Jessica Dettmann is a Sydney-based writer, editor and performer. After a decade working as an editor in publishing, she switched to writing fiction. Her first novel, How to Be Second Best, is published by HarperCollins.
THE ELEPHANT AND THE BAD BABY
When I was three, this tale of a baby and an elephant who go on a crazed shoplifting spree was the first book I claimed to be able to read (I had memorised it). I came back to it as a parent (this time I actually read it) and realised repetition, overlong sentences, unbelievable plot – all the things that editors try to get rid of – are what makes this book magical.
BROTHERS IN ARMS
Sandra Harvey & Lindsay Simpson
This story of Sydney bikie gangs and the Milperra massacre instilled in me a love of crime-writing only equalled by my fear of actual crime. Horrifying and fascinating, it was entirely inappropriate for a 10-year-old to read. A salient reminder to be careful which books I leave around, now I have small readers in the family. But it also taught me that great storytelling is great storytelling, and kids can handle more than you think.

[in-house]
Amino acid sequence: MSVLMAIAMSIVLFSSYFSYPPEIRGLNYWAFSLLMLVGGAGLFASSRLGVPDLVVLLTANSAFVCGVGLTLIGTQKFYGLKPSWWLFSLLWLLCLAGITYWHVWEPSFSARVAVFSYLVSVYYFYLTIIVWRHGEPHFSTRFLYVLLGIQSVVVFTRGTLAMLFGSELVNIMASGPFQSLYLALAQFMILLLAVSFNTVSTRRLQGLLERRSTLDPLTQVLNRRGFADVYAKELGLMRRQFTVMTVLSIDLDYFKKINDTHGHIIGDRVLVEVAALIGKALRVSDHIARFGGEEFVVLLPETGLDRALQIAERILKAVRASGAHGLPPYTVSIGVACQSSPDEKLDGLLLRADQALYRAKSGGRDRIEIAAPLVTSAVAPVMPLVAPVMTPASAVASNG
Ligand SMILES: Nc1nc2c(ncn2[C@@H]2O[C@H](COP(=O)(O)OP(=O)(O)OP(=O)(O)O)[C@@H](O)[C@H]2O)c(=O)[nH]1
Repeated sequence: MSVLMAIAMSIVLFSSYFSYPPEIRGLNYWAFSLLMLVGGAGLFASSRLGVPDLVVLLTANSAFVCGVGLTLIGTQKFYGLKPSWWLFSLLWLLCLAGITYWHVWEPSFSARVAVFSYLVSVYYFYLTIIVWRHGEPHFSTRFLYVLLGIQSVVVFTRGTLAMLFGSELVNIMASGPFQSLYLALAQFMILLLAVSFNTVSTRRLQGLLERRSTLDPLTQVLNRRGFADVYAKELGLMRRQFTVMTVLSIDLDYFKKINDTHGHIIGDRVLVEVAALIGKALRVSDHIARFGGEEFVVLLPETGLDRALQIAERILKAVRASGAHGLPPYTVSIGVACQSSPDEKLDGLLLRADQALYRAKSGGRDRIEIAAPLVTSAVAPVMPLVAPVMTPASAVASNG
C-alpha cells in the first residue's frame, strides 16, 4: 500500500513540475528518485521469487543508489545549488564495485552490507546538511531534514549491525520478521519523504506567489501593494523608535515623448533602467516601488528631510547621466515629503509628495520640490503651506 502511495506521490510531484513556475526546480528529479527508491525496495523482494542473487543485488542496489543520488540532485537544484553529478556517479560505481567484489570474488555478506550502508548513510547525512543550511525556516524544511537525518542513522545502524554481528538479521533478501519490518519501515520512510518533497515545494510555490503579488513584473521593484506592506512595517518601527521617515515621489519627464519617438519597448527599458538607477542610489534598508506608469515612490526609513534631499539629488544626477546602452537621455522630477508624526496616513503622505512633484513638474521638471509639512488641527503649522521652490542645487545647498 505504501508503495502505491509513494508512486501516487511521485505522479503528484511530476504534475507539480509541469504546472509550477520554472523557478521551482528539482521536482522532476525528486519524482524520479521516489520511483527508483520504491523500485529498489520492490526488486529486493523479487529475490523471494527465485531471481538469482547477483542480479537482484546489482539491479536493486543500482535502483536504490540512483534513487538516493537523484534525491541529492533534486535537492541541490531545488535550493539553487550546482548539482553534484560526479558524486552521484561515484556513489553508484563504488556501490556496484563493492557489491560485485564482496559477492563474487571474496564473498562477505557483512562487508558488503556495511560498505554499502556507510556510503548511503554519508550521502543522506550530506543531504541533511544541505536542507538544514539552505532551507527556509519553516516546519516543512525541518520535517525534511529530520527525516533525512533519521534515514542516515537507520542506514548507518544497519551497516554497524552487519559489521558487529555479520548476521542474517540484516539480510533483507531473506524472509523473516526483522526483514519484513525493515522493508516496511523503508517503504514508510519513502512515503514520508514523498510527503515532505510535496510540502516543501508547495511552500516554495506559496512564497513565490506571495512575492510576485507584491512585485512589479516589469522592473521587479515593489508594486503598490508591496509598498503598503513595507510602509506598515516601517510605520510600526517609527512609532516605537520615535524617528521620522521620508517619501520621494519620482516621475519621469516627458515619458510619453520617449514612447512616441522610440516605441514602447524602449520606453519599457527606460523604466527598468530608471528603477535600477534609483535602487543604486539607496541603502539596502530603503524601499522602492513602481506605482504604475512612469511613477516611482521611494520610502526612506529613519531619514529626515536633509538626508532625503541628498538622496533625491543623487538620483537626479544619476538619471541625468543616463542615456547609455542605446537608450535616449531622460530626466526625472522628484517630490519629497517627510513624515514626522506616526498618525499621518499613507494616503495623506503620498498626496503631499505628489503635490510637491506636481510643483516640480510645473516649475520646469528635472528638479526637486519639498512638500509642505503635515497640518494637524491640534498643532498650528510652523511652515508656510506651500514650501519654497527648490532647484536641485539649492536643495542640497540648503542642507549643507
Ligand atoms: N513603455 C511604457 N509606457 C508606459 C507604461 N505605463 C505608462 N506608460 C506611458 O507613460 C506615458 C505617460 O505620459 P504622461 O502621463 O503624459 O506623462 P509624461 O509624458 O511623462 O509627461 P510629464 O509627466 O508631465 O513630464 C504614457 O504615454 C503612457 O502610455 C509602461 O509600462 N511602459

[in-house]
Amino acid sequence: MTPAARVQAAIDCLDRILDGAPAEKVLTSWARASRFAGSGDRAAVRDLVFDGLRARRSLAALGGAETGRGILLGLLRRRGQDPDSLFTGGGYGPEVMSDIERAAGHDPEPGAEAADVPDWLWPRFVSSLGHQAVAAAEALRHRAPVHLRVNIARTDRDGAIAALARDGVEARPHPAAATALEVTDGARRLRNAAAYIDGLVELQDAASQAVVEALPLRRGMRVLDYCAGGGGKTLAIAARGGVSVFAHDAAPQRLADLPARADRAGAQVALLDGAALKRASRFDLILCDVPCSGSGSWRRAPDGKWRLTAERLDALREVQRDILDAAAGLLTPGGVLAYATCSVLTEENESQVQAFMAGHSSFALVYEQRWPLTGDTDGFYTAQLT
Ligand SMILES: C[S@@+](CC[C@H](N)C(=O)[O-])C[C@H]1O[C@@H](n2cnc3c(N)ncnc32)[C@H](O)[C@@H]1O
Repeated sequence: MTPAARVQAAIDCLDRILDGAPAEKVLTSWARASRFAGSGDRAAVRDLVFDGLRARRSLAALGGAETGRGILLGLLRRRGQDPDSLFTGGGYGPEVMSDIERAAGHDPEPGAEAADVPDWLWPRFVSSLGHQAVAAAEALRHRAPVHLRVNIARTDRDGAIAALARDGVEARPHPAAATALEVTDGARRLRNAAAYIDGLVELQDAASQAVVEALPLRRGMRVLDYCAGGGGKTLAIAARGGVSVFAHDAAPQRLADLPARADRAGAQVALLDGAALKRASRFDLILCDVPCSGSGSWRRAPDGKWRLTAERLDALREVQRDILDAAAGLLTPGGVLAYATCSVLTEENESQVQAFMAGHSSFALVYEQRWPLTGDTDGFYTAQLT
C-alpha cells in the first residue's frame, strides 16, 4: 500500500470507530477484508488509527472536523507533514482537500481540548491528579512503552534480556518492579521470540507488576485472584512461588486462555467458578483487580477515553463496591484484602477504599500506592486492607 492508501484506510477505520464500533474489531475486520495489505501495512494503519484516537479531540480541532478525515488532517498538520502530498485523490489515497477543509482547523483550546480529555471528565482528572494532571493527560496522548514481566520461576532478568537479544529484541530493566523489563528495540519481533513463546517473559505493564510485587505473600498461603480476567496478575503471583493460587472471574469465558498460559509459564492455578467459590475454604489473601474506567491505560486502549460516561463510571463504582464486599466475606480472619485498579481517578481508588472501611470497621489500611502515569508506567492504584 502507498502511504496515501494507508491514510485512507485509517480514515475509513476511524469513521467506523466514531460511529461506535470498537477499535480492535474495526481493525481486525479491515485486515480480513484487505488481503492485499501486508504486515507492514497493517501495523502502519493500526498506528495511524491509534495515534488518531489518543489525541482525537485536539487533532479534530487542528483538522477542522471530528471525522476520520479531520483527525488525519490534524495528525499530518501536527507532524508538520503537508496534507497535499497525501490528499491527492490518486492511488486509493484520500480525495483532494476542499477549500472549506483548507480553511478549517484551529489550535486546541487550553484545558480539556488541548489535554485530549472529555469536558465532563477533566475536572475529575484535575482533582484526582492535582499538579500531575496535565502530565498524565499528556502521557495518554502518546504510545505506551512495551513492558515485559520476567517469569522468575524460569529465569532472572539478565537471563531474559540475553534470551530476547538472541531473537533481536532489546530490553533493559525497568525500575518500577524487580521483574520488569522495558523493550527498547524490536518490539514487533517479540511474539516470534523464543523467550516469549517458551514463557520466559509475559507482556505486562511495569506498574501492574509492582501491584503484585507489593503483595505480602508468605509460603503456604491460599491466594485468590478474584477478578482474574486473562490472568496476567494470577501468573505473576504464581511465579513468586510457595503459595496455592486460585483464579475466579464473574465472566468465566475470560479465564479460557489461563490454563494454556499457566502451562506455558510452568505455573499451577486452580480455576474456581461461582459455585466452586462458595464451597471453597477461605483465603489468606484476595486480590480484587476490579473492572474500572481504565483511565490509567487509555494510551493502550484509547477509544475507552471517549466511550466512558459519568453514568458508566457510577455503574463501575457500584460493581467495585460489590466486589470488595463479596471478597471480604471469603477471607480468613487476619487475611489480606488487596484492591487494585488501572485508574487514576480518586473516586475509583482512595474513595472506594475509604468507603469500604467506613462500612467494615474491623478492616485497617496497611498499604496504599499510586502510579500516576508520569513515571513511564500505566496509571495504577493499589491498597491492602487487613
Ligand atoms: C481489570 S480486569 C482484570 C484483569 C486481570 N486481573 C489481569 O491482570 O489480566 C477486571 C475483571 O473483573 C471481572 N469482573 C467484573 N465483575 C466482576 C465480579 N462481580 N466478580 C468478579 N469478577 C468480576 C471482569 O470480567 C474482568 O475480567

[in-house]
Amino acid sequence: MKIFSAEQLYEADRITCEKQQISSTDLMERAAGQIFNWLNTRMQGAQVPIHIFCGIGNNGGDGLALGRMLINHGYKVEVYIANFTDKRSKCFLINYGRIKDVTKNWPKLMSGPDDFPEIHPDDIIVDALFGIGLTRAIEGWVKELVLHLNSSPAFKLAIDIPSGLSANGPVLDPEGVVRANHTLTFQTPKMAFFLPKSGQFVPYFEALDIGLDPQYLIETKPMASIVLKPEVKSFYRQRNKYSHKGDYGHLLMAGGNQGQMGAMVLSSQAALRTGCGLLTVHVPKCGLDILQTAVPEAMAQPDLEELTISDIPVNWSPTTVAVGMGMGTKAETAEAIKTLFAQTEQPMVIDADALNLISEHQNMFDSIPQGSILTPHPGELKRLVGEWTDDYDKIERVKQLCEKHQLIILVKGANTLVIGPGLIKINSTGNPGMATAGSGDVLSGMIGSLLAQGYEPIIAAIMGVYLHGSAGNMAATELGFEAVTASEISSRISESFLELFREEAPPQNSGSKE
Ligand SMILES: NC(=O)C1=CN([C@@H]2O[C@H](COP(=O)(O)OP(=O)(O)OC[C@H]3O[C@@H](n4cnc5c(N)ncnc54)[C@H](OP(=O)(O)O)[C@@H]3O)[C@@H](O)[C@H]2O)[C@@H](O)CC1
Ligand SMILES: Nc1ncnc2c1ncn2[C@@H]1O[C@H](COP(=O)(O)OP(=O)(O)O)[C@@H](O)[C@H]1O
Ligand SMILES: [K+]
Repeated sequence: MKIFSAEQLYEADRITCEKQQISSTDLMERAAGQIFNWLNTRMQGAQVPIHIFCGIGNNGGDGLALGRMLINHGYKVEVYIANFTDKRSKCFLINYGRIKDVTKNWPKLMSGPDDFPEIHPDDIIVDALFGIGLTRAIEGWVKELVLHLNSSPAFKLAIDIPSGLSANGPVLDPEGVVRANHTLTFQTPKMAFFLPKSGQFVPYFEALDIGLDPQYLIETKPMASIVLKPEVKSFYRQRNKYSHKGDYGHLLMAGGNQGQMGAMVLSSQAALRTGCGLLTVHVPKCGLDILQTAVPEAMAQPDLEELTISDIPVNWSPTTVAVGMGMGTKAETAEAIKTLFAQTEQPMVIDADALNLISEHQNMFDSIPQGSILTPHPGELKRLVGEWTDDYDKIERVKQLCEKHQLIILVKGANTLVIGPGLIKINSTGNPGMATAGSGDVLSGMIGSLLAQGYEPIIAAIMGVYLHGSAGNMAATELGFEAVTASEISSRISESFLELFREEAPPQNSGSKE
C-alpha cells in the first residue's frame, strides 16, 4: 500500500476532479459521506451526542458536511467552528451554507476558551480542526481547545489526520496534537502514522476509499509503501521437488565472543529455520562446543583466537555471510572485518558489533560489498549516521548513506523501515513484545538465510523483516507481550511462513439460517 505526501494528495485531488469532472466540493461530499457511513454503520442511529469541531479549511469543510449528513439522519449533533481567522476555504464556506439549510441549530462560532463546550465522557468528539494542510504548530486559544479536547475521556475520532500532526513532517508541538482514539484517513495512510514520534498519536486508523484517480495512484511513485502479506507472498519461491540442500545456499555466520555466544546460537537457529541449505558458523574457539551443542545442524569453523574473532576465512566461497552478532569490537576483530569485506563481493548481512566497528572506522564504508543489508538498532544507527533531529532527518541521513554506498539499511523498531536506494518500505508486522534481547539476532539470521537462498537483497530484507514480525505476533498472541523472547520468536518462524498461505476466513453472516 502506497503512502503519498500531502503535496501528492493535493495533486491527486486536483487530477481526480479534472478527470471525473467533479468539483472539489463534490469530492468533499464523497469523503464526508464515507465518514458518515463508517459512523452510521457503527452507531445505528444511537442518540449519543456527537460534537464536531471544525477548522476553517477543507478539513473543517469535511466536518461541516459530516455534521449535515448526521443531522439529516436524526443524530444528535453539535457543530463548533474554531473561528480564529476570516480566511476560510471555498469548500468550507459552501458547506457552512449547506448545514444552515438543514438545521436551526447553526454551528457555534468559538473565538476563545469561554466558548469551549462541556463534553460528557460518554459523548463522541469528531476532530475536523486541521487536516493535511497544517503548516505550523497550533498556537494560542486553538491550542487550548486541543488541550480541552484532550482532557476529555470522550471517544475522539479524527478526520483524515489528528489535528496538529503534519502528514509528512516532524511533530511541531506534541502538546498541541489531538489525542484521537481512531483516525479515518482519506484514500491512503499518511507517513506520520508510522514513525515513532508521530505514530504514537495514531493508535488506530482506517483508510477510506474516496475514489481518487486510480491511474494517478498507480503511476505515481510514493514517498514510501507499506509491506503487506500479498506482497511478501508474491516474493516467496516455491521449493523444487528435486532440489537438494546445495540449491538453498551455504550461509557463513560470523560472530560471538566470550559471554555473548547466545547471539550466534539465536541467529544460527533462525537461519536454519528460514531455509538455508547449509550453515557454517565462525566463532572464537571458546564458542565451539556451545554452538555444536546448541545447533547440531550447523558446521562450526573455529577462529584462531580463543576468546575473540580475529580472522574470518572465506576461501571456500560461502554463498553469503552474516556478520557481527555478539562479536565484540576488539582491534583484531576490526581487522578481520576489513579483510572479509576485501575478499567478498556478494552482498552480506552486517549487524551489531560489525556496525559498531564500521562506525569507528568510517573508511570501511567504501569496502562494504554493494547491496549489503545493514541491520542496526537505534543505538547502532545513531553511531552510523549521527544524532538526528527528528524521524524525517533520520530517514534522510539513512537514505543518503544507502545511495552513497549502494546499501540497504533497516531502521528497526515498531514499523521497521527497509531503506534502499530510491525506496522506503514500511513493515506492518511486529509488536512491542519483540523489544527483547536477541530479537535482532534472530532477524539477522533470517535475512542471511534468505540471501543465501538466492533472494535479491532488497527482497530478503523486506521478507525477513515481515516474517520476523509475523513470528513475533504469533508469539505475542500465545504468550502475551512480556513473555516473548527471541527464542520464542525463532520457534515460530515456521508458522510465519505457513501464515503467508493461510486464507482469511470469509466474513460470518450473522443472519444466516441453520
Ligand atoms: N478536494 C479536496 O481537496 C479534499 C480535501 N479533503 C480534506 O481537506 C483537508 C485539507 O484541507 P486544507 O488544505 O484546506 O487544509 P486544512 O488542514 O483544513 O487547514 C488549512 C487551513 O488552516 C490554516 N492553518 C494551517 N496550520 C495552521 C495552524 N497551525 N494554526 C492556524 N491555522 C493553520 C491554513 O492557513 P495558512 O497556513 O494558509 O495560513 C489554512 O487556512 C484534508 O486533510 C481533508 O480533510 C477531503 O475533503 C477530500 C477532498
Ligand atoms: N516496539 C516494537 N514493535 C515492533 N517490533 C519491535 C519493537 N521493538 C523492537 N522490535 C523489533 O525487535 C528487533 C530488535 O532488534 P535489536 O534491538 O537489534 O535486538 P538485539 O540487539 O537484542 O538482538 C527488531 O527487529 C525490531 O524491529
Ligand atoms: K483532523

BROTHER OF THE MORE FAMOUS JACK
A perfect, clever, unpretentious and funny story of the relationship between a girl called Katherine and a glorious family called the Goldmans. Barbara Trapido writes with such affection and rich detail that it's hard to believe none of the people in the book exist. I buy this every time I see it in a bookshop – a one-person campaign to keep it stocked and in print.
This book so entranced me at 15 that I stole it from my school library. It's an elegantly written, tightly plotted romantic comedy with Shakespearean levels of coupling, coincidence and confusion. Mary Wesley, who didn't have her first novel published until she was 70, has excellent things to say about class, love, sexual power, mothering and ageing.